Author Topic: Sheep could also be infected with anthrax 21.9.2012  (Read 642 times)

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Sheep could also be infected with anthrax 21.9.2012
« Reply #1 on: September 22, 2012, 06:37:42 PM »
Karachi Director Sindh Poultry Vaccine Centre Dr Naziur Kalhoro revealed on Thursday that when he inspected some of the Australian Sheep with scabby mouth disease, he also found traces that the animals could also be suffering from something worse: Anthrax.

Talking to the media after inspecting the living and dead sheep, the veterinarian claimed that the symptoms he observed in the dead sheep indicated they were suffering Anthrax disease, which is a highly contagious and deadly bacterial infection.
According to him, anthrax was an acute disease caused by bacterium bacillus anthracis. Most forms of the disease were lethal and affected both humans and other animals.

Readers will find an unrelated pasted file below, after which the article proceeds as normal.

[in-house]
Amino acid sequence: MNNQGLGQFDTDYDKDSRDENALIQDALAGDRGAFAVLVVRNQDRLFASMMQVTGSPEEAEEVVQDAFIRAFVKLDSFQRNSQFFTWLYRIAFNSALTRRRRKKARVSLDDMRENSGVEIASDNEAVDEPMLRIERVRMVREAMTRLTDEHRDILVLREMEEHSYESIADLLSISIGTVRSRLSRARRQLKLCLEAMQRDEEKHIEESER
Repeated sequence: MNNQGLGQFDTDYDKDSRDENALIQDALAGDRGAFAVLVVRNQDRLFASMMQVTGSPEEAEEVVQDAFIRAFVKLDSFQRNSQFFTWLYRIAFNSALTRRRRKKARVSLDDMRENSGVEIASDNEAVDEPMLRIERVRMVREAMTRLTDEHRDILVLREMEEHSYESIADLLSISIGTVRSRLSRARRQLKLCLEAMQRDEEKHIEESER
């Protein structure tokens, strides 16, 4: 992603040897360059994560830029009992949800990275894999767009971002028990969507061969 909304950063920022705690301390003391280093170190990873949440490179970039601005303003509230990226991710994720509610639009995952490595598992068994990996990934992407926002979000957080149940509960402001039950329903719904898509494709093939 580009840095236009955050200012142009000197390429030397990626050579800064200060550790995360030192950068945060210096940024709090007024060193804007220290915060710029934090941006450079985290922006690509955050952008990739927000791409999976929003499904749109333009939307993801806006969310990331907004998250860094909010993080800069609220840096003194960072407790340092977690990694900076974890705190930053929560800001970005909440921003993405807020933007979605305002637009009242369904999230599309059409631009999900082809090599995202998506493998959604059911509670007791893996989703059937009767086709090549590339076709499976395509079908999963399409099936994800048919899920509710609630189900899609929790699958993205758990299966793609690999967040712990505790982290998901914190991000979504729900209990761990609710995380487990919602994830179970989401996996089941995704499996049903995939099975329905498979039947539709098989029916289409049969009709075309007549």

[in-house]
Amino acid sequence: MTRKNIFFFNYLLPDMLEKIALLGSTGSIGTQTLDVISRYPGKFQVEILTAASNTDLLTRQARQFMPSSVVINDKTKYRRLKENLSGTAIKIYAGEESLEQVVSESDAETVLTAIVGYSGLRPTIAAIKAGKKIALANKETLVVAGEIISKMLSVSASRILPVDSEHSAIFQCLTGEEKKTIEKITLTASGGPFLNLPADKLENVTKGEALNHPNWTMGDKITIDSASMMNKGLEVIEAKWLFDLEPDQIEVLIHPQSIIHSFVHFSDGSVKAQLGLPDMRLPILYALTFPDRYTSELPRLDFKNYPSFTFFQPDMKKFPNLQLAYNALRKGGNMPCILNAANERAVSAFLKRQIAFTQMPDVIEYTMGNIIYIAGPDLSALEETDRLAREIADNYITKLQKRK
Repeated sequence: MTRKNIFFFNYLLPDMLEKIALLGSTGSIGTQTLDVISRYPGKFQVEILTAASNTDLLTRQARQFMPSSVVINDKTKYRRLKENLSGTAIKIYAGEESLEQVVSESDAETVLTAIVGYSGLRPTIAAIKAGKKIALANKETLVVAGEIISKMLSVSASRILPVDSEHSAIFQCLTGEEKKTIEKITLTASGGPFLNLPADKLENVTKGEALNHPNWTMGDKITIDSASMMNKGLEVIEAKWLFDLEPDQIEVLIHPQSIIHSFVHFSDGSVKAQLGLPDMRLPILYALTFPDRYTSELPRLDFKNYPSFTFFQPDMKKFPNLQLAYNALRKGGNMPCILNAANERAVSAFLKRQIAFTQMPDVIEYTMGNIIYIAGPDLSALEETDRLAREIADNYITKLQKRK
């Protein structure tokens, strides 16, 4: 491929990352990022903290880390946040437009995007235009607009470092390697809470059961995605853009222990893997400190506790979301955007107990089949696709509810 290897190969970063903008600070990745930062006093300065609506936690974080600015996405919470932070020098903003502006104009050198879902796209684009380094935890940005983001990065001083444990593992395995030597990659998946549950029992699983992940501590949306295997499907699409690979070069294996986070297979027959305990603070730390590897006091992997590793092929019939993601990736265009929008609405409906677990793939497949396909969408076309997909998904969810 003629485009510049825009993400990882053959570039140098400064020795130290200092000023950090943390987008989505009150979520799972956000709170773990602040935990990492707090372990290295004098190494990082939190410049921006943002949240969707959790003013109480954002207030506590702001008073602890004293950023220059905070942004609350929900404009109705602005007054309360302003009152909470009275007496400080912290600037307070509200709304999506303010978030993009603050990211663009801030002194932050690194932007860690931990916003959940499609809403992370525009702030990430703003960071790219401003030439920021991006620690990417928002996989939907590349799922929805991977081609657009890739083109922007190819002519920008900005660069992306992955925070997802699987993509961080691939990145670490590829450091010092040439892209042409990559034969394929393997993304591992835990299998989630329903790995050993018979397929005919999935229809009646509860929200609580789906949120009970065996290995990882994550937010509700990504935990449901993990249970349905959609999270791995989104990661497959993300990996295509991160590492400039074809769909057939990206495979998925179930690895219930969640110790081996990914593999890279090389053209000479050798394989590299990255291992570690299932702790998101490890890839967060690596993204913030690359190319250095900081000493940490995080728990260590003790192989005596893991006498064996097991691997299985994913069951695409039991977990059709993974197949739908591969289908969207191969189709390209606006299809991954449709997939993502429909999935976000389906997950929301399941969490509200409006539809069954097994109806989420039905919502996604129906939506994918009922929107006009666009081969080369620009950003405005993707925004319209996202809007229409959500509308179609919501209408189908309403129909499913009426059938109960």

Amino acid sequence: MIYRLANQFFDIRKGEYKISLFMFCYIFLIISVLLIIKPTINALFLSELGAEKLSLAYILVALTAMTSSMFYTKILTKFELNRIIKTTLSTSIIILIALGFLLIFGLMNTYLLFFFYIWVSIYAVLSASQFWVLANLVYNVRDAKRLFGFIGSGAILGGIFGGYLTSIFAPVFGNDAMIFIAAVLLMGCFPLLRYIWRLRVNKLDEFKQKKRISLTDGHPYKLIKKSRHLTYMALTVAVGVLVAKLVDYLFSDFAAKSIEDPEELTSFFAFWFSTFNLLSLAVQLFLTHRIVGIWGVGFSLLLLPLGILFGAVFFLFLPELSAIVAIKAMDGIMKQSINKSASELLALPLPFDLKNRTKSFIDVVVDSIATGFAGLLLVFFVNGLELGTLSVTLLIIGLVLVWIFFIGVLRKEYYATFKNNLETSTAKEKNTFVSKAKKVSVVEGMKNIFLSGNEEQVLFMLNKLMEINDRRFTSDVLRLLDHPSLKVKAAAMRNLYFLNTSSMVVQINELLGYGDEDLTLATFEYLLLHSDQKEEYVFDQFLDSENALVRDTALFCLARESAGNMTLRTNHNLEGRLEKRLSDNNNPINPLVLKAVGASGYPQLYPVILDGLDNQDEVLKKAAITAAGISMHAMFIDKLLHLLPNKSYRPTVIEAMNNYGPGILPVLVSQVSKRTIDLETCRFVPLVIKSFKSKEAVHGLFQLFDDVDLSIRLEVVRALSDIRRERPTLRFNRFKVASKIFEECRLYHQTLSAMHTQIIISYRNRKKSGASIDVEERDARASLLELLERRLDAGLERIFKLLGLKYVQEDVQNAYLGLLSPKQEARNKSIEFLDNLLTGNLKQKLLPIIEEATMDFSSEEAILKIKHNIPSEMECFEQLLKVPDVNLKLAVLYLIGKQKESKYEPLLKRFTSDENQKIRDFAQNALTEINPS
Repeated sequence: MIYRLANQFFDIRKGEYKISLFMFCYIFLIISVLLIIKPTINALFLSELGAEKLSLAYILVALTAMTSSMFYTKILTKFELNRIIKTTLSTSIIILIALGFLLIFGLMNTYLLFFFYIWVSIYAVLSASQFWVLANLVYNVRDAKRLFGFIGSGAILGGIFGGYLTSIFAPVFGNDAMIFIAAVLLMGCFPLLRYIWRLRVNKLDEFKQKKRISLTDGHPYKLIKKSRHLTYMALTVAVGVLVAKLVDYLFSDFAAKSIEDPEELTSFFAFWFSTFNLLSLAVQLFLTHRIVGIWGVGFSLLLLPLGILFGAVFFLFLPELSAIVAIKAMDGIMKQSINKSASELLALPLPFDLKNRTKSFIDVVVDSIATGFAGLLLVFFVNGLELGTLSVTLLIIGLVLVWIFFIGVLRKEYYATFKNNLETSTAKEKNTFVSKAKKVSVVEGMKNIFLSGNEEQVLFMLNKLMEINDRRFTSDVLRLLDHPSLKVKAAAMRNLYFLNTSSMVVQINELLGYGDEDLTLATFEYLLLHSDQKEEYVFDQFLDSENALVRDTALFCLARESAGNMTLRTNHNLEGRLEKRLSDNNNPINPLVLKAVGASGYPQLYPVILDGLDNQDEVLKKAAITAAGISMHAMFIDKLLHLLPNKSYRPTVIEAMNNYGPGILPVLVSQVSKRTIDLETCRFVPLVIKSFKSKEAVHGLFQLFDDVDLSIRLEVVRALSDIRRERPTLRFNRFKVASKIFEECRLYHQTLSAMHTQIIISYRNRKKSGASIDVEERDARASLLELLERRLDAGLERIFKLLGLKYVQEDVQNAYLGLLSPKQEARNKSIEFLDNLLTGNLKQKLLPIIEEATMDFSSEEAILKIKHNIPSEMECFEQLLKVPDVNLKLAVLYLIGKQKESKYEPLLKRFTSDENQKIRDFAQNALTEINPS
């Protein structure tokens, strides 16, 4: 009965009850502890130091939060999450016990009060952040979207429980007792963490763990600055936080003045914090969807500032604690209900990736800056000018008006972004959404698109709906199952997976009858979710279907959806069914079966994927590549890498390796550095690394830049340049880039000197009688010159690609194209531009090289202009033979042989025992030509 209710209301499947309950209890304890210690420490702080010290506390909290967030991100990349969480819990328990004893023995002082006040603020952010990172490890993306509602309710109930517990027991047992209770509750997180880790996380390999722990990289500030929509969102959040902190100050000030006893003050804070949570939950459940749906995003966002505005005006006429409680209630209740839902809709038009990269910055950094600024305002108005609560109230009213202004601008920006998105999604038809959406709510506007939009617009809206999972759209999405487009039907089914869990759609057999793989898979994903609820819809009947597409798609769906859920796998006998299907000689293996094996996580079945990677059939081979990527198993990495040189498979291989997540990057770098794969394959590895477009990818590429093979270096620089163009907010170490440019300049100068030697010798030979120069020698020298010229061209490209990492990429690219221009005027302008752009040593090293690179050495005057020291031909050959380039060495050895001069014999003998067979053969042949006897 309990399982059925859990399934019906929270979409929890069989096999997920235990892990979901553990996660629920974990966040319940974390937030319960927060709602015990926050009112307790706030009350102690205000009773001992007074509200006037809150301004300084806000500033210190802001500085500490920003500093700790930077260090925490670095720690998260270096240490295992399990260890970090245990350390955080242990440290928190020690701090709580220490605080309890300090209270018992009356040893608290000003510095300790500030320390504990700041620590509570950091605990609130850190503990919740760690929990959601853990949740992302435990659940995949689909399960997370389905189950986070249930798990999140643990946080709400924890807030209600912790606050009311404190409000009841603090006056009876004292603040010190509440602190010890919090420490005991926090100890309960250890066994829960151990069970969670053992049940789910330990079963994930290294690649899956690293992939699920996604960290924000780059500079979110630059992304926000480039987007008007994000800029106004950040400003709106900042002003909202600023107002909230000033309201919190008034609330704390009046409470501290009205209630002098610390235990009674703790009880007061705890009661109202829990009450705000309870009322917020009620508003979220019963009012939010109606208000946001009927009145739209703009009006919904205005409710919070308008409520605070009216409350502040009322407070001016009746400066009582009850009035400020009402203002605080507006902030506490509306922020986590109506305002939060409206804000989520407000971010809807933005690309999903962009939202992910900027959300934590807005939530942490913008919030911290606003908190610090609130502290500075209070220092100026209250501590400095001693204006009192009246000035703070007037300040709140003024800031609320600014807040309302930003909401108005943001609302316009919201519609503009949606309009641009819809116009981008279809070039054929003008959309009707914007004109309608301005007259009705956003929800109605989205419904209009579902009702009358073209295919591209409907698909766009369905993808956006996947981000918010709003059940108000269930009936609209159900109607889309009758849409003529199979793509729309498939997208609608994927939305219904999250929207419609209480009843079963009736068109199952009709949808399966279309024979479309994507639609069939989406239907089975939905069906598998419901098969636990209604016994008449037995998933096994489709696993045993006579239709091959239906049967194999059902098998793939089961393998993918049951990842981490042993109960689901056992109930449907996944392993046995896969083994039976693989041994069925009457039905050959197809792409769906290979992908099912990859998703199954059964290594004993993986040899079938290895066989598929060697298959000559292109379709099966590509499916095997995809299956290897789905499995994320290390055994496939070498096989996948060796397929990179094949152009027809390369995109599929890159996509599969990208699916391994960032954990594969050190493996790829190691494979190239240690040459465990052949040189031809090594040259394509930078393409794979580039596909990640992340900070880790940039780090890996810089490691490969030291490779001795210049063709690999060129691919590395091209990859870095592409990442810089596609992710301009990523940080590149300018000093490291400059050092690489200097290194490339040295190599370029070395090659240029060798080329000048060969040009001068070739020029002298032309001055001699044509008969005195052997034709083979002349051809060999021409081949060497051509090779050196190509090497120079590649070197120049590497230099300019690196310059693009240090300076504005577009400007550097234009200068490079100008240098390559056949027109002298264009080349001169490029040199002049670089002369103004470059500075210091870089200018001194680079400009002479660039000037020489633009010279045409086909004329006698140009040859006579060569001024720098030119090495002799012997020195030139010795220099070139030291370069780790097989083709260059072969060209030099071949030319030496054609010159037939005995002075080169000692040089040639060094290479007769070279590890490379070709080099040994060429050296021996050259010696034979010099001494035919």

Anthrax commonly infected wild and domesticated herbivorous mammals that ingest or inhale spores while grazing. Ingestion is thought to be the most common route by which herbivores contract anthrax. 
“Blood oozed out of the mouth, nose and the cloacae of the dead animals, which indicated that anthrax caused their deaths. There were some other symptoms that added to our suspicion that they could have been suffering from the lethal bacterial disease, which could also be used as a biological weapon,” said Dr. Kalhoro, who earned his Ph.D degree from University of Veterinary Medicine in Hannover, Germany.
He feared that if the Australian sheep were infected with Anthrax, it could pose serious dangers to both humans and livestock in Pakistan. The veterinarian added that investigating anthrax in dead or alive animals needed special care to prevent the workers and experts from contracting the disease.
“Postmortem examination of the dead sheep is the only way to ascertain if the sheep are infected with anthrax or not.”
 On the other hand, Managing Director of Wellard Rural Exports, the Australian sheep and cattle exporting company, denied claims that the sheep provided by them to Pakistan were suffering from Anthrax or any other infectious disease.